A bronze statue of the Little Prince now gazes wistfully toward the trees of Central Park in Manhattan’s Upper East Side. The titular subject of Antoine de Saint-Exupéry’s 1943 children’s novel is celebrating his 80th birthday, and sculptor Jean-Marc de Pas’s four-foot-tall version arrived yesterday, September 21, in front of Villa Albertine, the French Embassy’s bookshop and cultural center in New York. The story of the beloved figure has been translated into more than 500 languages and dialects.
Saint-Exupéry wrote Le Petit Prince (The Little Prince) while living in New York after escaping the Nazi invasion of his native France. The book tells the story of a young boy who lands in the Sahara desert from a faraway planet. A pilot crashes and meets him, jumpstarting a winding tale of friendship filled with insightful commentary on the human condition. As the pair wanders through the barren landscape, the Little Prince tells the man about his travels to six planets. He met a different person at each location, each of whom was entangled in his own habitual folly. Saint-Exupéry’s tale offers meditations on how to live a worthwhile life — and how not to fall into the trappings of cynicism and adulthood.
After his time in New York, Saint-Exupéry served as a reconnaissance pilot for the French Air Force. In 1944, he died in a plane crash, likely shot down by enemy fire.
The new sculpture sits on a low stone wall in front of the gilded-age Payne Whitney House that hosts Villa Albertine. A row of small palm trees blow in the wind behind the prince as he gazes skyward.
One passerby, self-proclaimed arts lover and hobbyist photographer Timothy Arena, stopped to look at the sculpture on his way from the Frick’s Breuer location to the Metropolitan Museum of Art a few blocks north of Villa Albertine.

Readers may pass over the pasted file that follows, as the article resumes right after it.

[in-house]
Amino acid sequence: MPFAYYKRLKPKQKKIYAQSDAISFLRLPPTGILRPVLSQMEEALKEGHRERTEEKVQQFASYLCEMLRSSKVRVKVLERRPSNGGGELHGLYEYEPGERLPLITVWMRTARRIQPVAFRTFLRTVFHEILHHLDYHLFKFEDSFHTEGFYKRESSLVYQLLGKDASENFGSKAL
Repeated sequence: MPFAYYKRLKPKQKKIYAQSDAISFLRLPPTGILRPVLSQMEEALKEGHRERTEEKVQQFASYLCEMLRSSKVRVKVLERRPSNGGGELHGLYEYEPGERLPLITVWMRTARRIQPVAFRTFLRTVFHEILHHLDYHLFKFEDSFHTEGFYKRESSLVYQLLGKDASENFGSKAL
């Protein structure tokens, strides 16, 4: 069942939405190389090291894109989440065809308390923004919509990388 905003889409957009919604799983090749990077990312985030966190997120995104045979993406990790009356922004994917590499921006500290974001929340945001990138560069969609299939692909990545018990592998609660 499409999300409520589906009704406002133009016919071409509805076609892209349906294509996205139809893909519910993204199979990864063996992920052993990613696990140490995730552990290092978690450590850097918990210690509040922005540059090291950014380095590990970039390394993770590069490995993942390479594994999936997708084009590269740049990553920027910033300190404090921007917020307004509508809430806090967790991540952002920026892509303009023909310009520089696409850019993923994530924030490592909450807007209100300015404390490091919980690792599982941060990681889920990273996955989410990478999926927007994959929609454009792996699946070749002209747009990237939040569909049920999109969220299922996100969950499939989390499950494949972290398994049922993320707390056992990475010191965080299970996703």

“I’ve walked by here dozens of times,” he said, noting that the shiny bronze of the sculpture and plaque had caught his attention. He was familiar with the subject, especially after visiting an exhibition on The Little Prince at the Morgan Library and Museum last winter. Seeing the sculpture, he said, made him want to read the book.
Film stylist Meghan Kleinheinz strolled along Fifth Avenue and paused to examine the work and take a photograph. “The texture of the bronze really gives it a lot of movement,” Kleinheinz told Hyperallergic. “It looks perfect — with the breeze coming through and hitting the paint and with the palms.”
“It catches you,” added Kleinheinz, who remembers reading the story as a child.
Gaëtan Bruel, the director of Villa Albertine and cultural counselor for the French Embassy, said in an interview with Hyperallergic that the Little Prince is perhaps the most universal character in French literature. Bruel spoke to the importance of the lessons in the story, among them kindness, wisdom, dialogue, and the acceptance of differences.
“He’s a quite political figure — not a partisan one — but someone who can inspire a generation of minds,” Bruel said. The antifascist biography of the Little Prince’s creator contributes to the tale’s significance as well.
The statue was sponsored by the American Society of Le Souvenir Français nonprofit and the children’s advocacy group Antoine de Saint Exupéry Youth Foundation. Bruel discussed the statue’s connection to Villa Albertine, which hosts an artist residency program. Like the Little Prince, he said, these artists are travelers who have much to learn and share.
Bruel recalled the first time he read the story. His mother was a preschool teacher, and when he was the same age as her students, she read him the book while they were traveling on their sailboat.
“There is no sailboat in The Little Prince,” said Bruel. “But I felt a connection. I remember that the sky in the book reminded me of the sky above the sea.”